In a world where half of DC’s comics output is Batman Universe, and it feels like 80% of Black Label books are Bat-adjacent, this could be a problem. But in the hands of Yang and Bernard Chang, it’s welcome familiar background for a new Asian fable given life with color and vibrancy. It’s a Gotham book that isn’t defined by that fact: the perfect combination for an oversaturated market.
Alongside Human Target, Monkey Prince is one of the DC books that also fits onto my overall best comics of 2022 list, making it one of my favorite comics of the year, full stop.
Cliff Chiang’s do-it-all Black Label debut was one of my favorite comics of 2021 entirely on the back of the first issue alone, and unsurprisingly the series’ continuation only cements the status of this work as an all-time great in the Catwoman canon. It’s more than that, though, as Chiang’s emotional, humorous, thoughtful work is a carefully considered portrait of the whole of Gotham, in conversation with everything from Dark Knight Returns to Selina’s Big Score. It’s a Catwoman story, yes, and a damn good one, but it’s also the best look for Killer Croc, Barbara Gordon, Eddie Nigma and a host of other Bat-verse staples. Catwoman: Lonely City is destined for all time greatness.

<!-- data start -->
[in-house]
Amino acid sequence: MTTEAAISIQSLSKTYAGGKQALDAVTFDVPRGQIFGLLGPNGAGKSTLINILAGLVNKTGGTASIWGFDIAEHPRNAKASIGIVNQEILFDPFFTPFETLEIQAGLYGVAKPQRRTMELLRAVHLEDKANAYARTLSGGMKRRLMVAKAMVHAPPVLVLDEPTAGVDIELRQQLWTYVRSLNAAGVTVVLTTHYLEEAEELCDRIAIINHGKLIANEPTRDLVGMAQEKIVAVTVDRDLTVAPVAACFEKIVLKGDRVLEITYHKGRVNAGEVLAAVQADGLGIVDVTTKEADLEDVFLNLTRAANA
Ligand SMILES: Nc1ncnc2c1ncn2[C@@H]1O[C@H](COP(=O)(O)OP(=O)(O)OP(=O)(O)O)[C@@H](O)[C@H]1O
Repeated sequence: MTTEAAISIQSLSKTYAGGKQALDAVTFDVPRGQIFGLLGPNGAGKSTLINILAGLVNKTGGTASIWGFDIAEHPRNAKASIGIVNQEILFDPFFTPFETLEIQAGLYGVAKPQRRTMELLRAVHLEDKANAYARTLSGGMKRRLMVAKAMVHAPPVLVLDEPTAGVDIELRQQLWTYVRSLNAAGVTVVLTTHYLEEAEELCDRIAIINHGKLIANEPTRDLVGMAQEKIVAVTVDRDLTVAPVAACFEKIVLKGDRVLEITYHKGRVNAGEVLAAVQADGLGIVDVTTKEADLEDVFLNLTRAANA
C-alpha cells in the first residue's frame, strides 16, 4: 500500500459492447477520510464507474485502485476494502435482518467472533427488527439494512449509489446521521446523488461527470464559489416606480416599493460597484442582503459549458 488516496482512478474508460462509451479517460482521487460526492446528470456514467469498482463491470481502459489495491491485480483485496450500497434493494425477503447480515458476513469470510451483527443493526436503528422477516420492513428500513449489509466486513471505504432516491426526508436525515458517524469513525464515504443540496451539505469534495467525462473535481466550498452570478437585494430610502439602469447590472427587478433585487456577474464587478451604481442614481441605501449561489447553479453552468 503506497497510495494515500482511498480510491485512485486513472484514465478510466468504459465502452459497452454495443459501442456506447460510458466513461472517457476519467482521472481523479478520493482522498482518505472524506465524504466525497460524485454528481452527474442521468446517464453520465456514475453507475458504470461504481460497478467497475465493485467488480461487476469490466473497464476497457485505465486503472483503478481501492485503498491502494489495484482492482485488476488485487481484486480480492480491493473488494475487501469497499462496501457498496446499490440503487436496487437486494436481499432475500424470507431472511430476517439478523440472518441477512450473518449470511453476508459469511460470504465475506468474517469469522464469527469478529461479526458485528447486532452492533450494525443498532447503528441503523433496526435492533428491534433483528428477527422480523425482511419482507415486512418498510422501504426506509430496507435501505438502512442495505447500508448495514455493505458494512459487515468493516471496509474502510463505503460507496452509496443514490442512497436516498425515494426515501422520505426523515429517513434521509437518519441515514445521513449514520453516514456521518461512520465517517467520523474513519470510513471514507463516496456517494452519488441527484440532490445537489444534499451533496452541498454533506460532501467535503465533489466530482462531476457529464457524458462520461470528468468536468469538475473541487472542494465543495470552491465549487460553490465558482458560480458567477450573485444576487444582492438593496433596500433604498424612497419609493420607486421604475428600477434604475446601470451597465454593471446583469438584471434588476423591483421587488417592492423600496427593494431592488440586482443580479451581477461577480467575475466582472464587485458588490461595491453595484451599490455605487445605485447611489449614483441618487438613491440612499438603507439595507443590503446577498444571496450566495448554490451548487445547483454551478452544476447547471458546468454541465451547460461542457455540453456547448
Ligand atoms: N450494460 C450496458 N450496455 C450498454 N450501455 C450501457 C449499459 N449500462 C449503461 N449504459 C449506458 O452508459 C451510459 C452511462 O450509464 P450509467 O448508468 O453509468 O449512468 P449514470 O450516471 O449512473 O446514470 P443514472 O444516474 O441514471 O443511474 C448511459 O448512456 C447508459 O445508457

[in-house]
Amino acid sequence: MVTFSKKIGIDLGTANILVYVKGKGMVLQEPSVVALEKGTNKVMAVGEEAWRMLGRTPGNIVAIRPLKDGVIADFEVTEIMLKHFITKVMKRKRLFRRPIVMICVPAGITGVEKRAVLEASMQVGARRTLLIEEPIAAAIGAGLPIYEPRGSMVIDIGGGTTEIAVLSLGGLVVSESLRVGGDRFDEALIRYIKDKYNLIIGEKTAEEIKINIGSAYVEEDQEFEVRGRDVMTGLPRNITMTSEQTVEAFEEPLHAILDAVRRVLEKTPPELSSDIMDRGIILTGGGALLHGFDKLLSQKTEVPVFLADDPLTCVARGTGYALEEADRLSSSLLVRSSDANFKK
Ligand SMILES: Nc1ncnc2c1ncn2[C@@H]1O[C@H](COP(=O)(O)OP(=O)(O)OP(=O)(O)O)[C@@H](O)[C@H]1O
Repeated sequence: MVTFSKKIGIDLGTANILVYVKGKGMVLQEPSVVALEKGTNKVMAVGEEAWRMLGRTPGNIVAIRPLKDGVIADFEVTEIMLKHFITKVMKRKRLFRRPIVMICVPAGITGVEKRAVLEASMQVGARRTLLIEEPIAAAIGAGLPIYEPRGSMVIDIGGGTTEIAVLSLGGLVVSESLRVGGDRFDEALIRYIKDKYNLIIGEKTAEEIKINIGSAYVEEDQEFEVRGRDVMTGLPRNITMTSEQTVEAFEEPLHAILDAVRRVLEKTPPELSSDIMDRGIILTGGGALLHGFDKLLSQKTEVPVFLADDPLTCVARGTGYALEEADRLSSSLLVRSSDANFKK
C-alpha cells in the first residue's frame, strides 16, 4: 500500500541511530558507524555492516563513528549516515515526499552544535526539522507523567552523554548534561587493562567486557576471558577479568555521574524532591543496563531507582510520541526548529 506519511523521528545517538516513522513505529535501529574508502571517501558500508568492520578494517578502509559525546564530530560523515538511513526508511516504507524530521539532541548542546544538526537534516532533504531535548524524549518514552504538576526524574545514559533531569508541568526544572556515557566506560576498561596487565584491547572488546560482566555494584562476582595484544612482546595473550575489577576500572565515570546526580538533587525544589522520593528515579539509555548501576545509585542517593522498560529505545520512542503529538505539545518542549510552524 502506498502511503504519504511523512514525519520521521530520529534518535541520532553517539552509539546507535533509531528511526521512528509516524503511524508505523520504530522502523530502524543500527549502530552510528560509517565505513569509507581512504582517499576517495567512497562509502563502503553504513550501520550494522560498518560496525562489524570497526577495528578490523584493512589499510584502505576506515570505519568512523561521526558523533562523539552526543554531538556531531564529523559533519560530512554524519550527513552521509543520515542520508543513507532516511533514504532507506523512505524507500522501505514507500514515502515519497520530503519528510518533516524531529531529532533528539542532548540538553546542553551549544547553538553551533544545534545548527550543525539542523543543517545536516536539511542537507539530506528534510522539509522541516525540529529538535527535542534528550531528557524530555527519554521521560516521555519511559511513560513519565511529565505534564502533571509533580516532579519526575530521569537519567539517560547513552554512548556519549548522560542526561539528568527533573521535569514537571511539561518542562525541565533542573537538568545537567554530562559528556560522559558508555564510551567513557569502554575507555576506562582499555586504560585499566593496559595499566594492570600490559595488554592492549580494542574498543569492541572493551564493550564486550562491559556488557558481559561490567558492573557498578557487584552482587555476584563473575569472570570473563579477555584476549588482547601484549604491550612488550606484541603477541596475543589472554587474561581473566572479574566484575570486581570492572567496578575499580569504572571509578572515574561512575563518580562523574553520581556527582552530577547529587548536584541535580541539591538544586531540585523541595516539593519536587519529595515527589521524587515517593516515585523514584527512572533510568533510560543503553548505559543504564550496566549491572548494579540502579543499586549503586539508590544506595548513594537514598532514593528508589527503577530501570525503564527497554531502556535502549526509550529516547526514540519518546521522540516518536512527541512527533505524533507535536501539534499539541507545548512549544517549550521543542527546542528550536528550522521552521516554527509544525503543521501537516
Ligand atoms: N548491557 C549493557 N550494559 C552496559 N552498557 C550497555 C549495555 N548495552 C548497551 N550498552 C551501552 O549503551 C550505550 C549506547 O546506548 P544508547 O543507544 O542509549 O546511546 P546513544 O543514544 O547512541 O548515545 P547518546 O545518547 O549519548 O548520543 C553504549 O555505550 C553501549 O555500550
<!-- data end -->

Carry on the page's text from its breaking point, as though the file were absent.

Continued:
The latest in a long line of ridiculous horror genre mashups that have no business being this good (what’s up Marvel Zombies and DCeased!), in DC vs Vampires, James Tynion IV, Matthew Rosenberg and Otto Schmidt merge Invasion of the Bodysnatchers (or, ya know, Secret Invasion) with a human vs vampire war to great effect. I’m glad it’s designed as a limited series because surely the blood will run dry on this premise after a while, but with twelve issues and gleeful schlock horror this strong, there’s nothing to worry about. Aside from that Justice Leaguer who’s secretly a vampire.